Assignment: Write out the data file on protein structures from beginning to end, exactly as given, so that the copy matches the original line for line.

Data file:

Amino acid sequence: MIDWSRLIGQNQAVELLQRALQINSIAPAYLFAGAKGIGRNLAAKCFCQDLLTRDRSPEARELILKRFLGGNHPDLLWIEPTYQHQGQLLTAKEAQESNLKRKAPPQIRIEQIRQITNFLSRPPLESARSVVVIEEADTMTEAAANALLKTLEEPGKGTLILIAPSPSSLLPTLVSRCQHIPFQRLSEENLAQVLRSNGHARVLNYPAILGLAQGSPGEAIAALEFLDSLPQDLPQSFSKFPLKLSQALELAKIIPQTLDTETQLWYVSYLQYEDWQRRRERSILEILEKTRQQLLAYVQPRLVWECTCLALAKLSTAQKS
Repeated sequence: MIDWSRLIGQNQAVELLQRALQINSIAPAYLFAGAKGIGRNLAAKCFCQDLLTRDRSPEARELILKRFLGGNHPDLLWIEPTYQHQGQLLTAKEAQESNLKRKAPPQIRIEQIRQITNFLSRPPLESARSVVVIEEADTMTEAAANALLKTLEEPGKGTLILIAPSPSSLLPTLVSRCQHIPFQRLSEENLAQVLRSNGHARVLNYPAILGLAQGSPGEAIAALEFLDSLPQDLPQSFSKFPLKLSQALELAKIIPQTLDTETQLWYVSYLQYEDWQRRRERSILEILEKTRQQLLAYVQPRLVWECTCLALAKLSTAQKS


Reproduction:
Amino acid sequence: MIDWSRLIGQNQAVELLQRALQINSIAPAYLFAGAKGIGRNLAAKCFCQDLLTRDRSPEARELILKRFLGGNHPDLLWIEPTYQHQGQLLTAKEAQESNLKRKAPPQIRIEQIRQITNFLSRPPLESARSVVVIEEADTMTEAAANALLKTLEEPGKGTLILIAPSPSSLLPTLVSRCQHIPFQRLSEENLAQVLRSNGHARVLNYPAILGLAQGSPGEAIAALEFLDSLPQDLPQSFSKFPLKLSQALELAKIIPQTLDTETQLWYVSYLQYEDWQRRRERSILEILEKTRQQLLAYVQPRLVWECTCLALAKLSTAQKS
Repeated sequence: MIDWSRLIGQNQAVELLQRALQINSIAPAYLFAGAKGIGRNLAAKCFCQDLLTRDRSPEARELILKRFLGGNHPDLLWIEPTYQHQGQLLTAKEAQESNLKRKAPPQIRIEQIRQITNFLSRPPLESARSVVVIEEADTMTEAAANALLKTLEEPGKGTLILIAPSPSSLLPTLVSRCQHIPFQRLSEENLAQVLRSNGHARVLNYPAILGLAQGSPGEAIAALEFLDSLPQDLPQSFSKFPLKLSQALELAKIIPQTLDTETQLWYVSYLQYEDWQRRRERSILEILEKTRQQLLAYVQPRLVWECTCLALAKLSTAQKS